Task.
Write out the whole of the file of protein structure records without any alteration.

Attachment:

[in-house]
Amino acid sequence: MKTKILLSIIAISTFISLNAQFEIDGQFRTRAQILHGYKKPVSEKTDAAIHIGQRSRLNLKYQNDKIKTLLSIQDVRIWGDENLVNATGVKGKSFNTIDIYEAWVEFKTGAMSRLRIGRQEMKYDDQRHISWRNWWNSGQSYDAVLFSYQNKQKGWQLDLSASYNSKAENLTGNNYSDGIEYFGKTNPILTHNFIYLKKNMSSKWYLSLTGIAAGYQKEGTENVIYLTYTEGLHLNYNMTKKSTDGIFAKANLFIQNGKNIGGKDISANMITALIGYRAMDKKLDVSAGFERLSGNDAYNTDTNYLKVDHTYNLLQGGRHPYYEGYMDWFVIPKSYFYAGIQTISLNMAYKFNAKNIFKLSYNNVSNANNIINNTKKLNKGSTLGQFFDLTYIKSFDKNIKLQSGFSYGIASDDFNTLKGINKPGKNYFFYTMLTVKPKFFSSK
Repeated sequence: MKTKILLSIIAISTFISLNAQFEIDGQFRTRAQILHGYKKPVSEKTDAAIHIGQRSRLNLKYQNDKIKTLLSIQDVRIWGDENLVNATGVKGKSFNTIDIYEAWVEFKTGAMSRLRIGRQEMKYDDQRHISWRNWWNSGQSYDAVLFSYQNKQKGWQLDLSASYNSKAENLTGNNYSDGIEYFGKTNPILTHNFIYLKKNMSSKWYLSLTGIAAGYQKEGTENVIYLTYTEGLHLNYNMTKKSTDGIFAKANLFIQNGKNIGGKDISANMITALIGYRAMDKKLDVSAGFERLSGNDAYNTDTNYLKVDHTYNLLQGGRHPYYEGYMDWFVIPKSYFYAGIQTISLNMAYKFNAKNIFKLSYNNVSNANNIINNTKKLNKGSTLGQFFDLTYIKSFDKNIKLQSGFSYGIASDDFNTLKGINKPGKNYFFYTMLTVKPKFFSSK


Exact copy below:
[in-house]
Amino acid sequence: MKTKILLSIIAISTFISLNAQFEIDGQFRTRAQILHGYKKPVSEKTDAAIHIGQRSRLNLKYQNDKIKTLLSIQDVRIWGDENLVNATGVKGKSFNTIDIYEAWVEFKTGAMSRLRIGRQEMKYDDQRHISWRNWWNSGQSYDAVLFSYQNKQKGWQLDLSASYNSKAENLTGNNYSDGIEYFGKTNPILTHNFIYLKKNMSSKWYLSLTGIAAGYQKEGTENVIYLTYTEGLHLNYNMTKKSTDGIFAKANLFIQNGKNIGGKDISANMITALIGYRAMDKKLDVSAGFERLSGNDAYNTDTNYLKVDHTYNLLQGGRHPYYEGYMDWFVIPKSYFYAGIQTISLNMAYKFNAKNIFKLSYNNVSNANNIINNTKKLNKGSTLGQFFDLTYIKSFDKNIKLQSGFSYGIASDDFNTLKGINKPGKNYFFYTMLTVKPKFFSSK
Repeated sequence: MKTKILLSIIAISTFISLNAQFEIDGQFRTRAQILHGYKKPVSEKTDAAIHIGQRSRLNLKYQNDKIKTLLSIQDVRIWGDENLVNATGVKGKSFNTIDIYEAWVEFKTGAMSRLRIGRQEMKYDDQRHISWRNWWNSGQSYDAVLFSYQNKQKGWQLDLSASYNSKAENLTGNNYSDGIEYFGKTNPILTHNFIYLKKNMSSKWYLSLTGIAAGYQKEGTENVIYLTYTEGLHLNYNMTKKSTDGIFAKANLFIQNGKNIGGKDISANMITALIGYRAMDKKLDVSAGFERLSGNDAYNTDTNYLKVDHTYNLLQGGRHPYYEGYMDWFVIPKSYFYAGIQTISLNMAYKFNAKNIFKLSYNNVSNANNIINNTKKLNKGSTLGQFFDLTYIKSFDKNIKLQSGFSYGIASDDFNTLKGINKPGKNYFFYTMLTVKPKFFSSK